Social Justice Books: Teaching for Change: Graphic Novels

Social Justice Book List, edited by Katherine Bassett, Brett Bigham, and Laurie Calvert. NNSTOY, 2017.

Teaching Tolerance: The Social Justice League (Toolkit).

Scholarly & Professional Publications on Social Justice in Comics

Bennett, Colette. A Comic Book Helped to Inspire the Civil Rights Movement. The Educator’s Room, August 7th, 2017.

Greenfield, David. Beyond Super Heroes and Talking Animals: Social Justice in Graphic Novels in Education. (Dissertation) Pepperdine University, December, 2017.

Hunter R. Comics As “Bibles” for Civil Rights Struggles. ACLU, 2014.

Irwin M, Moeller R. Seeing Different: Portrayals of Disability in Young Adult Graphic Novels. ALA School Library Research 13, 2010.

Moeller R, Becnel K. Drawing Diversity: Representations of Race in Graphic Novels for Young Adults. School Library Research Journal 21, February 2018.

Robbins M. Using Graphic Memoirs to Discuss Social Justice Issues in the Secondary Classroom ALAN v42n3

Wickner A. Teaching Social Justice With Comics. Education Week, September 5, 2013.

Popular Media & Blogs on Social Justice in Comics

Brave in the Attempt: SOCIAL JUSTICE LEARNING WITH THE X-MEN AND OTHER GRAPHIC NOVELS

Bustle: 10 Graphic Novels Written By Activists That You Need To Read Now More Than Ever

The Conscious Kid: 15 Diverse Graphic Novels for Middle Grade or Teen Readers

Huffington Post: 10 Compelling Graphic Memoirs that Will Make You a Devoted Fan of the Genre

Ouch Blog: With great power comes great disability

Paste: Beyond March: 10 Other Graphic Novels That Confront Prejudice

Planet Jinxatron: 7 Fantastic Graphic Novels About Politics, Race, and Activism

Tales from the Nerdy: Disabled or Mislabeled: Comics and Graphic Novels About Disabilities Bibliography

WE: The need for diversity in comic books

Roundup: On Accessible & Inclusive Conferences & Meetings

Accessible? Twist handle, then pull

I just returned from the annual meeting for the Medical Library Association, where multiple discussions arose around what would it look like to expand what is done to make the conference both accessible and inclusive. [Yes, the image at the head of this post is an actual photo from the actual meeting.] Just a couple weeks before that I was privileged to attend “Cripping” the Comic Con 2019 which was, by FAR, a truly exemplary model for how to create an inclusive event. (I’m hoping to write a second post about what blew my mind so much about CripCon!) Pretty much the same topic also arose in one of my Facebook groups, Teaching Disability Studies, where several of the resources mentioned here where shared.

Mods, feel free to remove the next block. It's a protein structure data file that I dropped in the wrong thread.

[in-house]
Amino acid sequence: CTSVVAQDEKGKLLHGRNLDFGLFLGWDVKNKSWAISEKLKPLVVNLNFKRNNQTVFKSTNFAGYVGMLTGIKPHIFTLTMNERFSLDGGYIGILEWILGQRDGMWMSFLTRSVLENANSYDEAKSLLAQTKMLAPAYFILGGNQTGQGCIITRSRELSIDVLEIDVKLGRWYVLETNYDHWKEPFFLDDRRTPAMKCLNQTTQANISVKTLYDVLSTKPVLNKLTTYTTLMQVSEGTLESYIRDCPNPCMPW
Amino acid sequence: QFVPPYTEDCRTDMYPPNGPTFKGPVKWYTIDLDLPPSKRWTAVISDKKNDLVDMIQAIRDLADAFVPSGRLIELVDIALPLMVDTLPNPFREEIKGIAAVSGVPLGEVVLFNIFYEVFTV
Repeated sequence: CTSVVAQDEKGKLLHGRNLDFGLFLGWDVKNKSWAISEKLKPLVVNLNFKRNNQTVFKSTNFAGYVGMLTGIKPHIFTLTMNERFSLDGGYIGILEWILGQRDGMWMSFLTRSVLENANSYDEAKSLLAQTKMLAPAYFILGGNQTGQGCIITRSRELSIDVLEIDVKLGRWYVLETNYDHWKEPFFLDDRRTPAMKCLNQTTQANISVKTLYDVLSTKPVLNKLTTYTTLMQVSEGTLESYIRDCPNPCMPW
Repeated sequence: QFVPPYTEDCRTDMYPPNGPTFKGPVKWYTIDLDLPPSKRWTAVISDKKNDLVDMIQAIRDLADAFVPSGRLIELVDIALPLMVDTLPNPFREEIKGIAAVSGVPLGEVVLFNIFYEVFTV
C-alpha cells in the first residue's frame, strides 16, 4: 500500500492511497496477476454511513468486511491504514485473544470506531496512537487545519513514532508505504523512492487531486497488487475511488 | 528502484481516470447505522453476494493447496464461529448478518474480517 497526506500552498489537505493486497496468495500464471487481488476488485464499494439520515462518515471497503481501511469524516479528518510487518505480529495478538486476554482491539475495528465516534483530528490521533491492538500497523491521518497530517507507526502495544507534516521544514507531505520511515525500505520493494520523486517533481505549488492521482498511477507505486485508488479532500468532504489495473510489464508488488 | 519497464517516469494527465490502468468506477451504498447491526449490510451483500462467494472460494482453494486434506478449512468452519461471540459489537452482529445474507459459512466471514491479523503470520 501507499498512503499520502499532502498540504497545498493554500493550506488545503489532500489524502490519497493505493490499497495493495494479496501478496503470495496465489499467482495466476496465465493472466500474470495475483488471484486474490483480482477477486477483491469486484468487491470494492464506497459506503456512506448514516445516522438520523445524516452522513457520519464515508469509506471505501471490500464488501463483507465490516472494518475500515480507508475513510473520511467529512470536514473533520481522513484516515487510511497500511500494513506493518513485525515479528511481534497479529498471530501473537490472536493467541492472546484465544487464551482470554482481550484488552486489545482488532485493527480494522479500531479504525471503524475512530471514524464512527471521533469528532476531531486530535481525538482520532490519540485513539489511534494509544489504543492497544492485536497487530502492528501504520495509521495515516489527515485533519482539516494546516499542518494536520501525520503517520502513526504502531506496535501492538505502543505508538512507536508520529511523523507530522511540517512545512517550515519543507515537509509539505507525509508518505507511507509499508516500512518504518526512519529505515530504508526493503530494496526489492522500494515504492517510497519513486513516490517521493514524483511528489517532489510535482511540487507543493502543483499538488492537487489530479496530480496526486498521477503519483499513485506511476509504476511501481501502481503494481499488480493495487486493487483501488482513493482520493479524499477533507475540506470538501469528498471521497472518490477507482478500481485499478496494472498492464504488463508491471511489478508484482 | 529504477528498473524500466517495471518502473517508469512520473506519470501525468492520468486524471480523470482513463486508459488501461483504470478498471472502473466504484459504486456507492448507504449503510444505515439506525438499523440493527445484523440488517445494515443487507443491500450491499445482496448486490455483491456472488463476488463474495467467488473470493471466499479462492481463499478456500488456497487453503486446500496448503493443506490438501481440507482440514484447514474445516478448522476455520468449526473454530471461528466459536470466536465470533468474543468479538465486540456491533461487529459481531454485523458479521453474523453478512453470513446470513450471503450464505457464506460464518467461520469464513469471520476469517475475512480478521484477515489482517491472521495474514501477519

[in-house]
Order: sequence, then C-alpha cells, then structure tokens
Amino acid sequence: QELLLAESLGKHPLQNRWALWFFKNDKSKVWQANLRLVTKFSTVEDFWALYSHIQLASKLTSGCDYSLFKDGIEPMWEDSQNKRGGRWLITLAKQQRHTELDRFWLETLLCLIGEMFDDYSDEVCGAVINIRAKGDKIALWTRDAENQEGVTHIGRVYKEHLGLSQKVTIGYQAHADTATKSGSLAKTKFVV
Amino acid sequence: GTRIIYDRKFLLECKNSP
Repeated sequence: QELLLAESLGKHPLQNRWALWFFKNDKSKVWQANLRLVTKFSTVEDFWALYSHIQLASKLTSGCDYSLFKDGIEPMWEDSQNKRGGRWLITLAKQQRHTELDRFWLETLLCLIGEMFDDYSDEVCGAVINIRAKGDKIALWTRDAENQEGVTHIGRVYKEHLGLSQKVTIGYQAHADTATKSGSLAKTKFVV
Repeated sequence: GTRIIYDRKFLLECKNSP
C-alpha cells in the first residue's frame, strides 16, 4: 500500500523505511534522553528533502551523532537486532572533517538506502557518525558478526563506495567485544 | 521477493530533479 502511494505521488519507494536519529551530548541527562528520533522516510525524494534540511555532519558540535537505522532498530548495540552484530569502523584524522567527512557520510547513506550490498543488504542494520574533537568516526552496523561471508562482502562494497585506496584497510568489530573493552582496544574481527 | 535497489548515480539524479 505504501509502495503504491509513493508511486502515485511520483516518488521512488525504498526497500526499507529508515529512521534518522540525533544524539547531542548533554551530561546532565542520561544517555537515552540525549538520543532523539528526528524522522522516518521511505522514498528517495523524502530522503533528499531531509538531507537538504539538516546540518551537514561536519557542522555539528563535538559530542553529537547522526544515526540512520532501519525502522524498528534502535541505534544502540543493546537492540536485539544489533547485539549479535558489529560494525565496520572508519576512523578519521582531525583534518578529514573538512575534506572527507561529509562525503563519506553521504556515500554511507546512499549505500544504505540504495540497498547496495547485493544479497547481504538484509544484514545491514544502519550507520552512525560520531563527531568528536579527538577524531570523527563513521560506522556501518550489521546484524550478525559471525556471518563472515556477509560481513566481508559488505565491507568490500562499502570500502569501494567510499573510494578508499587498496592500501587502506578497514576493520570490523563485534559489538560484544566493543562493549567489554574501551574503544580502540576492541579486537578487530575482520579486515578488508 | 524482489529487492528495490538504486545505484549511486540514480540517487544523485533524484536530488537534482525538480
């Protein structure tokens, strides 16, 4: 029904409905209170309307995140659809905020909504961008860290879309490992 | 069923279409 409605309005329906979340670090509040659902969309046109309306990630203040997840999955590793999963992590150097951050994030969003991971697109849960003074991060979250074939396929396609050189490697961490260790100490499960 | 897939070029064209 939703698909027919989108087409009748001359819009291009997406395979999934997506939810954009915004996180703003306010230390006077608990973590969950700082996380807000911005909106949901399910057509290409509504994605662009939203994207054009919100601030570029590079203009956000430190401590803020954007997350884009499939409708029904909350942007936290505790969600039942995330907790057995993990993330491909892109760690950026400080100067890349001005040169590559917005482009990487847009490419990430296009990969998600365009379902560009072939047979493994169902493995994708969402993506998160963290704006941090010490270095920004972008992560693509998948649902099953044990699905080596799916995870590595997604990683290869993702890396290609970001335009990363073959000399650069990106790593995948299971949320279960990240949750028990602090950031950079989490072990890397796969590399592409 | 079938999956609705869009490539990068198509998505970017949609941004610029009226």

Since my organization (UofM) has done some work in creating resources around this, and since I was on the original committee that created our resource, I volunteered to share that resource with MLA and put together a collection of selected resources related to this topic. The resources collected here are organized alphabetically within section (resources, readings) by either the author or providing organization. Organizations represented in the post include:
– ABA (American Bar Association)
– ACM SIGACCESS
– ADA National Network
– ASAN (Autism Self Advocacy Network)
– New York State
– Ohio State University
– Syracuse University
– University of Arizona
– University of British Columbia
– University of Michigan
– Vera Institute of Justice

RESOURCES

ABA Section of Civil Rights and Social Justice. Planning Accessible Meetings and Events, a Toolkit https://www.americanbar.org/content/dam/aba/administrative/mental_physical_disability/Accessible_Meetings_Toolkit.authcheckdam.pdf

You want to know what the lawyers think about what you should do? Well, start here. This 22 page PDF provides a number of thoughtful strategies to promote accessibility and inclusion in events, from working with attendees and presenters in an interactive way to plan the best possible event to post-event surveys designed to elicit information on accessibility improvements needed for future events. I’ve been working in disability spaces and communities most of my life, and they had suggestions that were new to me. I have some more work to do. This one is a must read.

ACM SIGACCESS. Accessible Conference Guide. https://www.sigaccess.org/welcome-to-sigaccess/resources/accessible-conference-guide/

It’s a bit amazing to me how each of these guides has something wonderful and necessary that I missed seeing or which wasn’t included in the other guides. This one includes discussions around making events safe for people with migraines, having drinking straws available, and where can a service dog relieve themselves with causing problems for the event. They point out that simply asking for a sign language translator doesn’t tell you which version of sign language the viewer needs, since there are regional and country variations which can be quite significant. They include example draft language for eliciting accommodation requests from attendees, registration, formatting your promotion material PDFs accessibly, and having a triage plan in case problems arise. This document is updated regularly, and this newest version was just updated a few weeks ago (April 2019). Note that they also have an Accessible Writing Guide and an Accessible Presentation Guide. Must read.

ADA National Network. A Planning Guide for Making Temporary Events Accessible to People With Disabilities. https://adata.org/publication/temporary-events-guide

Okay, this thing has chapters. I mean, CHAPTERS. That tells you something. In some ways, it’s almost too detailed. However, it also focuses almost exclusively on physical factors (venue, parking, toilets) and has very little on the interaction or experience. While this is highly detailed, the intended audience seems to be focused on government or community event planners, and not for professional events or conferences. This is more of a basic introduction to what is involved, and is intended for broad audiences. Also available as a 61 page PDF and a 119 page large print PDF.